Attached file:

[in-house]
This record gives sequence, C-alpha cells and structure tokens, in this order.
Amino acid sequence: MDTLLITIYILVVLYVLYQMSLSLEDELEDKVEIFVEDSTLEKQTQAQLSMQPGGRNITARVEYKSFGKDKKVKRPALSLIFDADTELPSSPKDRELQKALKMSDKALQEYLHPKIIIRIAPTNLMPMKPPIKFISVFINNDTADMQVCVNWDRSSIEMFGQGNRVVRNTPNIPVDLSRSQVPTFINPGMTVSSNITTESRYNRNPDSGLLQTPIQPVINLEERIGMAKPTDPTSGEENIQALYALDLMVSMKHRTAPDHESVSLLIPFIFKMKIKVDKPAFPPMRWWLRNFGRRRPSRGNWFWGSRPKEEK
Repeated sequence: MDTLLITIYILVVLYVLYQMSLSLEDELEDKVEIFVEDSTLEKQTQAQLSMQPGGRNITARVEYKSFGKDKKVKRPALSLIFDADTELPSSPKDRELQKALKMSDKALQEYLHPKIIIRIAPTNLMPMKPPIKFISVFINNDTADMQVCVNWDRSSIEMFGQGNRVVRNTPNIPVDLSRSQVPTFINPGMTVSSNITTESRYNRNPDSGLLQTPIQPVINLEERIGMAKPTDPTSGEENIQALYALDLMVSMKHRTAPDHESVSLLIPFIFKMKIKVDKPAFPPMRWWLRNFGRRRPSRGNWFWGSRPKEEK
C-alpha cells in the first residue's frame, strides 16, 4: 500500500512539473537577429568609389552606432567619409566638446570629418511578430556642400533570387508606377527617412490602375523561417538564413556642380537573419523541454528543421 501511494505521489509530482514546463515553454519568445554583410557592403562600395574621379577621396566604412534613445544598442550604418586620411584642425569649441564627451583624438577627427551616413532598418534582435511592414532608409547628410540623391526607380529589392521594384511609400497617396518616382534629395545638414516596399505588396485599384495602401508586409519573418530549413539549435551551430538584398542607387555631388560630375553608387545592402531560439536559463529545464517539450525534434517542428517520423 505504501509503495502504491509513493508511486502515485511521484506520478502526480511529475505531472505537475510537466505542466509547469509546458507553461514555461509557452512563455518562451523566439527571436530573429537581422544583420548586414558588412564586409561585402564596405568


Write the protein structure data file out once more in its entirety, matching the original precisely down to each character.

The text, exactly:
[in-house]
This record gives sequence, C-alpha cells and structure tokens, in this order.
Amino acid sequence: MDTLLITIYILVVLYVLYQMSLSLEDELEDKVEIFVEDSTLEKQTQAQLSMQPGGRNITARVEYKSFGKDKKVKRPALSLIFDADTELPSSPKDRELQKALKMSDKALQEYLHPKIIIRIAPTNLMPMKPPIKFISVFINNDTADMQVCVNWDRSSIEMFGQGNRVVRNTPNIPVDLSRSQVPTFINPGMTVSSNITTESRYNRNPDSGLLQTPIQPVINLEERIGMAKPTDPTSGEENIQALYALDLMVSMKHRTAPDHESVSLLIPFIFKMKIKVDKPAFPPMRWWLRNFGRRRPSRGNWFWGSRPKEEK
Repeated sequence: MDTLLITIYILVVLYVLYQMSLSLEDELEDKVEIFVEDSTLEKQTQAQLSMQPGGRNITARVEYKSFGKDKKVKRPALSLIFDADTELPSSPKDRELQKALKMSDKALQEYLHPKIIIRIAPTNLMPMKPPIKFISVFINNDTADMQVCVNWDRSSIEMFGQGNRVVRNTPNIPVDLSRSQVPTFINPGMTVSSNITTESRYNRNPDSGLLQTPIQPVINLEERIGMAKPTDPTSGEENIQALYALDLMVSMKHRTAPDHESVSLLIPFIFKMKIKVDKPAFPPMRWWLRNFGRRRPSRGNWFWGSRPKEEK
C-alpha cells in the first residue's frame, strides 16, 4: 500500500512539473537577429568609389552606432567619409566638446570629418511578430556642400533570387508606377527617412490602375523561417538564413556642380537573419523541454528543421 501511494505521489509530482514546463515553454519568445554583410557592403562600395574621379577621396566604412534613445544598442550604418586620411584642425569649441564627451583624438577627427551616413532598418534582435511592414532608409547628410540623391526607380529589392521594384511609400497617396518616382534629395545638414516596399505588396485599384495602401508586409519573418530549413539549435551551430538584398542607387555631388560630375553608387545592402531560439536559463529545464517539450525534434517542428517520423 505504501509503495502504491509513493508511486502515485511521484506520478502526480511529475505531472505537475510537466505542466509547469509546458507553461514555461509557452512563455518562451523566439527571436530573429537581422544583420548586414558588412564586409561585402564596405568